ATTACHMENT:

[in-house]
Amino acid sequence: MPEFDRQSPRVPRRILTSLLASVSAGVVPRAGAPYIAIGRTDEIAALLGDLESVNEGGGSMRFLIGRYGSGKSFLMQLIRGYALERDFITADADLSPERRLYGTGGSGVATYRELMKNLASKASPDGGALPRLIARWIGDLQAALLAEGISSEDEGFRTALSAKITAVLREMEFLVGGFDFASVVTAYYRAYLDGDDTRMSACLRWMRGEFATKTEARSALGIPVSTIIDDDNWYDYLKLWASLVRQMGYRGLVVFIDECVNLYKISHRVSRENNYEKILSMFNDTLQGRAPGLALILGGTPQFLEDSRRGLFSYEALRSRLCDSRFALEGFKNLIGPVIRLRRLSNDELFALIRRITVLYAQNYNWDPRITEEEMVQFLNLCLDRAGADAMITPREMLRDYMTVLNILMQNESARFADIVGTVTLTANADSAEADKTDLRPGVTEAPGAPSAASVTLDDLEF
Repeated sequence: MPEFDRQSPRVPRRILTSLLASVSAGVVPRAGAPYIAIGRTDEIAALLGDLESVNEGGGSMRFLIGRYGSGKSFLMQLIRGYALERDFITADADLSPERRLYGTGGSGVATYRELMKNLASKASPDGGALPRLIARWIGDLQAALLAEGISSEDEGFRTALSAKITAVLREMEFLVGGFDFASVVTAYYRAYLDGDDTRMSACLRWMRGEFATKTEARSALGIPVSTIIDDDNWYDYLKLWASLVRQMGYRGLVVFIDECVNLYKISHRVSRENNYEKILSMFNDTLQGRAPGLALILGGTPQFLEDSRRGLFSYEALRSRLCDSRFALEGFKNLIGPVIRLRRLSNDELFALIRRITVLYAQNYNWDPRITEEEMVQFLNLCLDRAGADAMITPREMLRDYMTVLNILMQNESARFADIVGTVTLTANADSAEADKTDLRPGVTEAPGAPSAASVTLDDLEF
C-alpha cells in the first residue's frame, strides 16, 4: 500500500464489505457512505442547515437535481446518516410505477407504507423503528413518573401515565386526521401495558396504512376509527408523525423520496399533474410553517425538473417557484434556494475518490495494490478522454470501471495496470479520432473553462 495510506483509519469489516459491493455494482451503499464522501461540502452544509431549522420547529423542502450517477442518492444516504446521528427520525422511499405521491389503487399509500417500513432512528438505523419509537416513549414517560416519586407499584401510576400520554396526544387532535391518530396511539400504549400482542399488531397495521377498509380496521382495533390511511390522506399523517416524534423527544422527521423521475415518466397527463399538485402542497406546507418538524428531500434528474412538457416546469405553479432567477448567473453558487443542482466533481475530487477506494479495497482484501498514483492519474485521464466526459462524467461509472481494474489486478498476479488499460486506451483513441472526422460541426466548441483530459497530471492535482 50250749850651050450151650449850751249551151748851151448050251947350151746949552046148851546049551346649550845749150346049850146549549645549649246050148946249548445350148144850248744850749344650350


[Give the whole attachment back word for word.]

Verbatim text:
[in-house]
Amino acid sequence: MPEFDRQSPRVPRRILTSLLASVSAGVVPRAGAPYIAIGRTDEIAALLGDLESVNEGGGSMRFLIGRYGSGKSFLMQLIRGYALERDFITADADLSPERRLYGTGGSGVATYRELMKNLASKASPDGGALPRLIARWIGDLQAALLAEGISSEDEGFRTALSAKITAVLREMEFLVGGFDFASVVTAYYRAYLDGDDTRMSACLRWMRGEFATKTEARSALGIPVSTIIDDDNWYDYLKLWASLVRQMGYRGLVVFIDECVNLYKISHRVSRENNYEKILSMFNDTLQGRAPGLALILGGTPQFLEDSRRGLFSYEALRSRLCDSRFALEGFKNLIGPVIRLRRLSNDELFALIRRITVLYAQNYNWDPRITEEEMVQFLNLCLDRAGADAMITPREMLRDYMTVLNILMQNESARFADIVGTVTLTANADSAEADKTDLRPGVTEAPGAPSAASVTLDDLEF
Repeated sequence: MPEFDRQSPRVPRRILTSLLASVSAGVVPRAGAPYIAIGRTDEIAALLGDLESVNEGGGSMRFLIGRYGSGKSFLMQLIRGYALERDFITADADLSPERRLYGTGGSGVATYRELMKNLASKASPDGGALPRLIARWIGDLQAALLAEGISSEDEGFRTALSAKITAVLREMEFLVGGFDFASVVTAYYRAYLDGDDTRMSACLRWMRGEFATKTEARSALGIPVSTIIDDDNWYDYLKLWASLVRQMGYRGLVVFIDECVNLYKISHRVSRENNYEKILSMFNDTLQGRAPGLALILGGTPQFLEDSRRGLFSYEALRSRLCDSRFALEGFKNLIGPVIRLRRLSNDELFALIRRITVLYAQNYNWDPRITEEEMVQFLNLCLDRAGADAMITPREMLRDYMTVLNILMQNESARFADIVGTVTLTANADSAEADKTDLRPGVTEAPGAPSAASVTLDDLEF
C-alpha cells in the first residue's frame, strides 16, 4: 500500500464489505457512505442547515437535481446518516410505477407504507423503528413518573401515565386526521401495558396504512376509527408523525423520496399533474410553517425538473417557484434556494475518490495494490478522454470501471495496470479520432473553462 495510506483509519469489516459491493455494482451503499464522501461540502452544509431549522420547529423542502450517477442518492444516504446521528427520525422511499405521491389503487399509500417500513432512528438505523419509537416513549414517560416519586407499584401510576400520554396526544387532535391518530396511539400504549400482542399488531397495521377498509380496521382495533390511511390522506399523517416524534423527544422527521423521475415518466397527463399538485402542497406546507418538524428531500434528474412538457416546469405553479432567477448567473453558487443542482466533481475530487477506494479495497482484501498514483492519474485521464466526459462524467461509472481494474489486478498476479488499460486506451483513441472526422460541426466548441483530459497530471492535482 50250749850651050450151650449850751249551151748851151448050251947350151746949552046148851546049551346649550845749150346049850146549549645549649246050148946249548445350148144850248744850749344650350